“I am the living bread which came down from heaven; if anyone eats of this bread, he will live forever; and the bread which I shall give for the life of the world is my flesh. The Jews then disputed among themselves, saying, ‘How can this man give us his flesh to eat?’ So Jesus said to them, ‘Truly, truly I say to you, unless you eat the flesh of the Son of man and drink his blood, you have no life in you; he who eats my flesh and drinks my blood has eternal life, and I will raise him up at the last day. For my flesh is food indeed, and my blood is drink indeed.” (John 6:51-56)
How often I have found myself repeating the words of the disciples just a few verses beyond this passage when trying to understand scripture: “This is a hard teaching; who can accept it?” (vs. 20)!
Sometimes this is because the teachings push me far past my limited ability to comprehend what is being said; other times it is because they challenge my own presuppositions and willingness to trust in the goodness of God in the face of a command that seems to go against everything I believe to be good and true. For many—particularly the Jews surrounding Jesus at this point—John 6 falls into both of these categories. It is indeed a hard teaching and the question it poses to each one of us is not only can we accept it, but will we accept it.
It is worth noting straight off the bat that there is an intimate connection between the topic of last Friday’s meditation and the entire thrust of Jesus’ teaching here. What is at stake here is the true nature of belief, evidenced by the fact that pisteuo (the word translated as “believe”) appears here nine different times. Significantly (as is the case throughout the whole of John’s Gospel) it always appears as a verb, never as a noun. Faith, for John, is never simply an abstract set of beliefs to which one mentally assents; it always necessarily entails action.
In and of itself this is challenging, for it sets as a standard for true faith a level of integrity between our beliefs and actions to which none of us has ever perfectly attained. We all act in ways that contradict the very truths to which we sincerely long to devote our lives. We have all been unfaithful, even the great St. Paul.
But Jesus’ teaching here deepens this challenge precisely because it equates the consummate expression of that faith with actions that literally scandalize (the Greek word for offense in vs 61 is skandalizei, meaning ‘to put a stumbling block or impediment’) his disciples. The promise that was given in chapter 5 is repeated here: those who believe in Jesus have eternal life (vss. 29, 40). But the criteria set her for the expression of that faith is for the Jews (and many of us) almost unfathomable: it is to eat the bread the Father gives from heaven, that is the flesh of the Son of God (vs. 51)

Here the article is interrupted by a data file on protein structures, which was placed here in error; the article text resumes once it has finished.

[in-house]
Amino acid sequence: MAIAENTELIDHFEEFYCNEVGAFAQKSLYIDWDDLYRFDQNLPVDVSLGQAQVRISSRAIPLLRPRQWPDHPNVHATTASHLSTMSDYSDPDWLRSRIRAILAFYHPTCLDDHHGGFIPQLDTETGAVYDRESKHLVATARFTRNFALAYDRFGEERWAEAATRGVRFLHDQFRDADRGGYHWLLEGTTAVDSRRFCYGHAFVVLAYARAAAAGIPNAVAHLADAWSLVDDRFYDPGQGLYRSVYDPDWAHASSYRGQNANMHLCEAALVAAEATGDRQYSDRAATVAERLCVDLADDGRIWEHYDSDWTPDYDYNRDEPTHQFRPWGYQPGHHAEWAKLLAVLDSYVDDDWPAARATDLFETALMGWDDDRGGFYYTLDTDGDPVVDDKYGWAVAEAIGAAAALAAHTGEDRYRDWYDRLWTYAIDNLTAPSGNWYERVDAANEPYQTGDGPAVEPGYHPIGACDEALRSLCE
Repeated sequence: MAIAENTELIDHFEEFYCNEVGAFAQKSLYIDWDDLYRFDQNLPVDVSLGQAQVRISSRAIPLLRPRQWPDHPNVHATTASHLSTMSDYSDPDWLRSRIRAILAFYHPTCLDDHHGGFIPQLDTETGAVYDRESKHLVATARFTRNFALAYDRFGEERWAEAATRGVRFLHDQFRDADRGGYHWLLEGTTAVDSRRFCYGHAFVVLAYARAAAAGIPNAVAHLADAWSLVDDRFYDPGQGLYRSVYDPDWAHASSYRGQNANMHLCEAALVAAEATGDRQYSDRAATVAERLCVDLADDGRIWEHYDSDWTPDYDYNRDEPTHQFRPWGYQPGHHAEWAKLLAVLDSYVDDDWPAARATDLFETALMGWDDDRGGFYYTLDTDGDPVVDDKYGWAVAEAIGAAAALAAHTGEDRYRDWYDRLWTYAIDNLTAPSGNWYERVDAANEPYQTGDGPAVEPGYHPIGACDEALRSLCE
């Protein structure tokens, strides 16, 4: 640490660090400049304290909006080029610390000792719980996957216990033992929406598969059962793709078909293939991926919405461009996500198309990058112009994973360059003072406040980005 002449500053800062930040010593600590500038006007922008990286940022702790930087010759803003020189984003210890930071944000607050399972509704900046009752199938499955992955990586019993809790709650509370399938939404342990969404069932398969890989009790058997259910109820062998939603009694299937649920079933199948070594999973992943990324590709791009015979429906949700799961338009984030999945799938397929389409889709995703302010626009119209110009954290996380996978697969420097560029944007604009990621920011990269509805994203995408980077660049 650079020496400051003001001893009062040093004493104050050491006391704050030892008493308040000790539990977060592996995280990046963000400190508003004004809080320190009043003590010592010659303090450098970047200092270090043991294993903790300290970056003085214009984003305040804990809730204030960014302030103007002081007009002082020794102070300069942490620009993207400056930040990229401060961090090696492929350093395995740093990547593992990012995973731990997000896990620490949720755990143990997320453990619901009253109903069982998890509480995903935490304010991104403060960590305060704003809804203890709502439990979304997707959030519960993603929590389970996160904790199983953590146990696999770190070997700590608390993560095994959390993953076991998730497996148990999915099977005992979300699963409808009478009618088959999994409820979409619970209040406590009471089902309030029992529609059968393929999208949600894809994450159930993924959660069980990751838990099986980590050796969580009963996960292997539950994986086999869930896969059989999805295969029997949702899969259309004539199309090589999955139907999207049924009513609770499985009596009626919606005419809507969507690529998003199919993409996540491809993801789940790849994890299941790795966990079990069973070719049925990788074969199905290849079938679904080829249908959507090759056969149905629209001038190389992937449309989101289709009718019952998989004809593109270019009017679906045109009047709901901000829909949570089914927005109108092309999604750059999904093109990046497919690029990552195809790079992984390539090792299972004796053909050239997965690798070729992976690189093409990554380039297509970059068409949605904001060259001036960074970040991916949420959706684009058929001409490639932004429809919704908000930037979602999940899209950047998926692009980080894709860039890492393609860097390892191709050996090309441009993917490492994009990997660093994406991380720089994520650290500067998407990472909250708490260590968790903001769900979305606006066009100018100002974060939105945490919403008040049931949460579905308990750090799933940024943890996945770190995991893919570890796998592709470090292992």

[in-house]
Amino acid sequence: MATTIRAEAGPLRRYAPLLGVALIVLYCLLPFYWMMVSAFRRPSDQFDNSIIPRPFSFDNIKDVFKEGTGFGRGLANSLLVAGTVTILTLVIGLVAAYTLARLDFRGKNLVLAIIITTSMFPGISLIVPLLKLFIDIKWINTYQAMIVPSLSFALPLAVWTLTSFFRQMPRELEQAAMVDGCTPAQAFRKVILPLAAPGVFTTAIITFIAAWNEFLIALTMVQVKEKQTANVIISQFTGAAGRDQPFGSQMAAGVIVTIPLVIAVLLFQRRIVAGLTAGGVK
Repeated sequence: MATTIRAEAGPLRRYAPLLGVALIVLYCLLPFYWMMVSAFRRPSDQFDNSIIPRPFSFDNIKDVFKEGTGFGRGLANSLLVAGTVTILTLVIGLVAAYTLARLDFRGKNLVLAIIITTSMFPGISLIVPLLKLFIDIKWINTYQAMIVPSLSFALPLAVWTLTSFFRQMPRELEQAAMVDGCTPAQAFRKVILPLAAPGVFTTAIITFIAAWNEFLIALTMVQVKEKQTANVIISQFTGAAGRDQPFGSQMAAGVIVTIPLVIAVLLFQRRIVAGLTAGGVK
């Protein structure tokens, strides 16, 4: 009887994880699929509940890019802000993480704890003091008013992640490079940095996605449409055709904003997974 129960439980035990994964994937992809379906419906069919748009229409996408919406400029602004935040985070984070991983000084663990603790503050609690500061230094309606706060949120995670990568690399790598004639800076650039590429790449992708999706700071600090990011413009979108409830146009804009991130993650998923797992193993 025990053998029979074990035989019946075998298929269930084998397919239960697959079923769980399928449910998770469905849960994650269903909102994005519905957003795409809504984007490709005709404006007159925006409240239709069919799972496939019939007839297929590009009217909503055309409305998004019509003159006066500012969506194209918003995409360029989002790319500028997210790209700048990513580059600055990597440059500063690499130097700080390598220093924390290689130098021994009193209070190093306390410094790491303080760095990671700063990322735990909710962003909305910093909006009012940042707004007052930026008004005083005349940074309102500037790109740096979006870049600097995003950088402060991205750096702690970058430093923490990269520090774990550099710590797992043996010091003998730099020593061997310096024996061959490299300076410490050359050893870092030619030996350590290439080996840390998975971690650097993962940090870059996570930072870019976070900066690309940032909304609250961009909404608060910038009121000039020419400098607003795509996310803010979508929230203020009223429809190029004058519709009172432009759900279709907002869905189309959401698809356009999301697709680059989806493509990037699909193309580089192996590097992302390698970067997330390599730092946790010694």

For many of us who have long been Christians—including those who believe in the real presence of Christ in the Eucharist—the scandalous nature of this teaching has been smoothed over by repetition and familiarity. But Jesus’ words here are nothing short of shocking to the Jews for whom cannibalism was obviously prohibited and should also be for us. John records Jesus as making a series of linguistic choices that undeniably point to an uncomfortably visceral reality negating any attempt to overly abstract his teachings. Rather than a more general term such as “body” (soma), he has opted for “flesh” (sarx—‘the soft substance of the living body, which covers the bones and is permeated with blood of both man and beasts’ (Strongs)), which he uses seven times (vss. 51-56, 63). Then, when he speaks specifically about the practice eating this flesh, he transitions from using a more general term (phago, used 9 times leading up to vs. 54) to one that is, again, far more explicit and grotesque: trogo (used exclusively in vss. 54-58), which means to gnaw or chew and is even used of animals chewing their food.
The very idea of this should make us all shudder.
And yet Jesus makes it clear that his commands here do not entail an optional way of expressing of our faith. To the contrary, it is the essential means by which receive the Divine Life that God longs to give us (vs. 54) and we are warned that those who refuse to do so, implicitly refuse the gift of that life (vs. 53).
It is a hard teaching, indeed, but ultimately one of unfathomable beauty. While it may strain our ability to understand and challenge us to express our faith in ways that are profoundly uncomfortable in their visceral reality, it ultimately points us to the promise of the greatest gift ever given to those who would receive it, as well the profound humility of the one through whom that promise is fulfilled: that in Christ God would humble himself to death (even death on a cross!) for our salvation and then offer up his flesh and blood for the life of the world.
Early in the discourse when Jesus begins to speak about the Bread from Heaven the Jews ask him to give them this bread always. Today we can say with confidence that this request has been answered beyond their wildest imagining, for it is fulfilled every time the Eucharist is offered
Kathleen Durham is Vice President of Aligheiri Press and serves as an author, editor and speaker.